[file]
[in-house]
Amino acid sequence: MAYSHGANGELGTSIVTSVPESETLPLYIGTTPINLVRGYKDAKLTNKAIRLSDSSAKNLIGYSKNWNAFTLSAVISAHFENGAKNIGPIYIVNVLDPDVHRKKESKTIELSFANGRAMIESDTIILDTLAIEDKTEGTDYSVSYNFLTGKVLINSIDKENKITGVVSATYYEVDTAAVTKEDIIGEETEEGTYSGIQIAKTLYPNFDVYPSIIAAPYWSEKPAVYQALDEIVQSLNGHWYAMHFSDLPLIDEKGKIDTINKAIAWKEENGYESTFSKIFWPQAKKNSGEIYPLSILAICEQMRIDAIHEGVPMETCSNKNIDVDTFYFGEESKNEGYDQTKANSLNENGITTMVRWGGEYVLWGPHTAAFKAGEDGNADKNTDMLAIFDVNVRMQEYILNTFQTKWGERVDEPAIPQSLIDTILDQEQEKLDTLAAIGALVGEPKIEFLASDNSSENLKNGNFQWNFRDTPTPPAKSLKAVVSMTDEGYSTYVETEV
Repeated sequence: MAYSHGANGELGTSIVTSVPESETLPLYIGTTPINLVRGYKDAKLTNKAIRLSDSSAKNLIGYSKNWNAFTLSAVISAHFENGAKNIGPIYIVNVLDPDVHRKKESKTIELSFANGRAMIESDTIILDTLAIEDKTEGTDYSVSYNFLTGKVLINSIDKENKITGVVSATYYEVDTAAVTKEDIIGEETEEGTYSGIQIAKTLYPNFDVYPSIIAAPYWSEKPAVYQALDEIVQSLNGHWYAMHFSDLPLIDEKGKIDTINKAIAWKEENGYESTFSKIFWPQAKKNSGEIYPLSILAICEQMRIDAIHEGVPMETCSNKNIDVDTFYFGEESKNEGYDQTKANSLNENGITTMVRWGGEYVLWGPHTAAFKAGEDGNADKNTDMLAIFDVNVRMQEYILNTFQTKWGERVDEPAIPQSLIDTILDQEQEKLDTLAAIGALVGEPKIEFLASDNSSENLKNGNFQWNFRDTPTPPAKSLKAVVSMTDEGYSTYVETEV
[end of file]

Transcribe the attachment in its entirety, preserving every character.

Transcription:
[in-house]
Amino acid sequence: MAYSHGANGELGTSIVTSVPESETLPLYIGTTPINLVRGYKDAKLTNKAIRLSDSSAKNLIGYSKNWNAFTLSAVISAHFENGAKNIGPIYIVNVLDPDVHRKKESKTIELSFANGRAMIESDTIILDTLAIEDKTEGTDYSVSYNFLTGKVLINSIDKENKITGVVSATYYEVDTAAVTKEDIIGEETEEGTYSGIQIAKTLYPNFDVYPSIIAAPYWSEKPAVYQALDEIVQSLNGHWYAMHFSDLPLIDEKGKIDTINKAIAWKEENGYESTFSKIFWPQAKKNSGEIYPLSILAICEQMRIDAIHEGVPMETCSNKNIDVDTFYFGEESKNEGYDQTKANSLNENGITTMVRWGGEYVLWGPHTAAFKAGEDGNADKNTDMLAIFDVNVRMQEYILNTFQTKWGERVDEPAIPQSLIDTILDQEQEKLDTLAAIGALVGEPKIEFLASDNSSENLKNGNFQWNFRDTPTPPAKSLKAVVSMTDEGYSTYVETEV
Repeated sequence: MAYSHGANGELGTSIVTSVPESETLPLYIGTTPINLVRGYKDAKLTNKAIRLSDSSAKNLIGYSKNWNAFTLSAVISAHFENGAKNIGPIYIVNVLDPDVHRKKESKTIELSFANGRAMIESDTIILDTLAIEDKTEGTDYSVSYNFLTGKVLINSIDKENKITGVVSATYYEVDTAAVTKEDIIGEETEEGTYSGIQIAKTLYPNFDVYPSIIAAPYWSEKPAVYQALDEIVQSLNGHWYAMHFSDLPLIDEKGKIDTINKAIAWKEENGYESTFSKIFWPQAKKNSGEIYPLSILAICEQMRIDAIHEGVPMETCSNKNIDVDTFYFGEESKNEGYDQTKANSLNENGITTMVRWGGEYVLWGPHTAAFKAGEDGNADKNTDMLAIFDVNVRMQEYILNTFQTKWGERVDEPAIPQSLIDTILDQEQEKLDTLAAIGALVGEPKIEFLASDNSSENLKNGNFQWNFRDTPTPPAKSLKAVVSMTDEGYSTYVETEV